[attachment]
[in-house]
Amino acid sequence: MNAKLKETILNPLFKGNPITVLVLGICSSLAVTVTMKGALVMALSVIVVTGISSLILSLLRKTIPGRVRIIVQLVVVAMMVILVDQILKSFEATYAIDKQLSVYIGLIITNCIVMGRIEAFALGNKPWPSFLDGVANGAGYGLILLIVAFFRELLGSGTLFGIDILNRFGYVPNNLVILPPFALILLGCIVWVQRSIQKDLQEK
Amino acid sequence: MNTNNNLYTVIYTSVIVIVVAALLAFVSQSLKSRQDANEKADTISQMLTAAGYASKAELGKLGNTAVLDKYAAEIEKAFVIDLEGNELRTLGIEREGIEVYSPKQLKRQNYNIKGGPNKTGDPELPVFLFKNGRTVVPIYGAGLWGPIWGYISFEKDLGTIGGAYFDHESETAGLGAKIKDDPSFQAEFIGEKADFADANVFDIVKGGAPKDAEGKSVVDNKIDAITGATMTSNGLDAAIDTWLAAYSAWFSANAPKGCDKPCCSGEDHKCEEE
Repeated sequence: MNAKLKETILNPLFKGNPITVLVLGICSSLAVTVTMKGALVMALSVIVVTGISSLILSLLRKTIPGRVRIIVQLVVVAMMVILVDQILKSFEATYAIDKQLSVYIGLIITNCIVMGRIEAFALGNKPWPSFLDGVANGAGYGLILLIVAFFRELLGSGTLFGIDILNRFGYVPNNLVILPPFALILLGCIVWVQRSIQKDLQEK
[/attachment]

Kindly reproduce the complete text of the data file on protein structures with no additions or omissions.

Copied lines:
[in-house]
Amino acid sequence: MNAKLKETILNPLFKGNPITVLVLGICSSLAVTVTMKGALVMALSVIVVTGISSLILSLLRKTIPGRVRIIVQLVVVAMMVILVDQILKSFEATYAIDKQLSVYIGLIITNCIVMGRIEAFALGNKPWPSFLDGVANGAGYGLILLIVAFFRELLGSGTLFGIDILNRFGYVPNNLVILPPFALILLGCIVWVQRSIQKDLQEK
Amino acid sequence: MNTNNNLYTVIYTSVIVIVVAALLAFVSQSLKSRQDANEKADTISQMLTAAGYASKAELGKLGNTAVLDKYAAEIEKAFVIDLEGNELRTLGIEREGIEVYSPKQLKRQNYNIKGGPNKTGDPELPVFLFKNGRTVVPIYGAGLWGPIWGYISFEKDLGTIGGAYFDHESETAGLGAKIKDDPSFQAEFIGEKADFADANVFDIVKGGAPKDAEGKSVVDNKIDAITGATMTSNGLDAAIDTWLAAYSAWFSANAPKGCDKPCCSGEDHKCEEE
Repeated sequence: MNAKLKETILNPLFKGNPITVLVLGICSSLAVTVTMKGALVMALSVIVVTGISSLILSLLRKTIPGRVRIIVQLVVVAMMVILVDQILKSFEATYAIDKQLSVYIGLIITNCIVMGRIEAFALGNKPWPSFLDGVANGAGYGLILLIVAFFRELLGSGTLFGIDILNRFGYVPNNLVILPPFALILLGCIVWVQRSIQKDLQEK